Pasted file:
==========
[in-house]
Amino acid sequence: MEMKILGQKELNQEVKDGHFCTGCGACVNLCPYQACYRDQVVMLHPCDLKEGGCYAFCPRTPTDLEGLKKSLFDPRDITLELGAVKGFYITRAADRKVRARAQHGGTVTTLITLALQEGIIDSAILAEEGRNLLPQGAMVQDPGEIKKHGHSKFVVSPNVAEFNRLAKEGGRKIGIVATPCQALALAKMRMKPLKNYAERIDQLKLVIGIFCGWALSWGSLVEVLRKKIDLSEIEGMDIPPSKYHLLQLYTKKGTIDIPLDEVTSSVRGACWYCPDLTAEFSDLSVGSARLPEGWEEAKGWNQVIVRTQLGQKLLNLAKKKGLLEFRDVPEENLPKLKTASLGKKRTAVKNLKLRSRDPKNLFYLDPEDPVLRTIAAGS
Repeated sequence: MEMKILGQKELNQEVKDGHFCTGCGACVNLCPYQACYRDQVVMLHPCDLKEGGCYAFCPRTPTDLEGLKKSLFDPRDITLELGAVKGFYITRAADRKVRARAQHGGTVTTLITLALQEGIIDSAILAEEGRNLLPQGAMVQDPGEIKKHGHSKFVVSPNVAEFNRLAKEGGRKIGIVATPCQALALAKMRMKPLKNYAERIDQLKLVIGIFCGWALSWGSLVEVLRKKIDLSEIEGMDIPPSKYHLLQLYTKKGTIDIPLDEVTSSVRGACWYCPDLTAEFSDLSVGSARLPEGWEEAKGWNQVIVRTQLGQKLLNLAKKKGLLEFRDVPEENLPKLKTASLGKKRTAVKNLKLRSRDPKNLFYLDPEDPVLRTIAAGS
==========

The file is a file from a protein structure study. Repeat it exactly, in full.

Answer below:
[in-house]
Amino acid sequence: MEMKILGQKELNQEVKDGHFCTGCGACVNLCPYQACYRDQVVMLHPCDLKEGGCYAFCPRTPTDLEGLKKSLFDPRDITLELGAVKGFYITRAADRKVRARAQHGGTVTTLITLALQEGIIDSAILAEEGRNLLPQGAMVQDPGEIKKHGHSKFVVSPNVAEFNRLAKEGGRKIGIVATPCQALALAKMRMKPLKNYAERIDQLKLVIGIFCGWALSWGSLVEVLRKKIDLSEIEGMDIPPSKYHLLQLYTKKGTIDIPLDEVTSSVRGACWYCPDLTAEFSDLSVGSARLPEGWEEAKGWNQVIVRTQLGQKLLNLAKKKGLLEFRDVPEENLPKLKTASLGKKRTAVKNLKLRSRDPKNLFYLDPEDPVLRTIAAGS
Repeated sequence: MEMKILGQKELNQEVKDGHFCTGCGACVNLCPYQACYRDQVVMLHPCDLKEGGCYAFCPRTPTDLEGLKKSLFDPRDITLELGAVKGFYITRAADRKVRARAQHGGTVTTLITLALQEGIIDSAILAEEGRNLLPQGAMVQDPGEIKKHGHSKFVVSPNVAEFNRLAKEGGRKIGIVATPCQALALAKMRMKPLKNYAERIDQLKLVIGIFCGWALSWGSLVEVLRKKIDLSEIEGMDIPPSKYHLLQLYTKKGTIDIPLDEVTSSVRGACWYCPDLTAEFSDLSVGSARLPEGWEEAKGWNQVIVRTQLGQKLLNLAKKKGLLEFRDVPEENLPKLKTASLGKKRTAVKNLKLRSRDPKNLFYLDPEDPVLRTIAAGS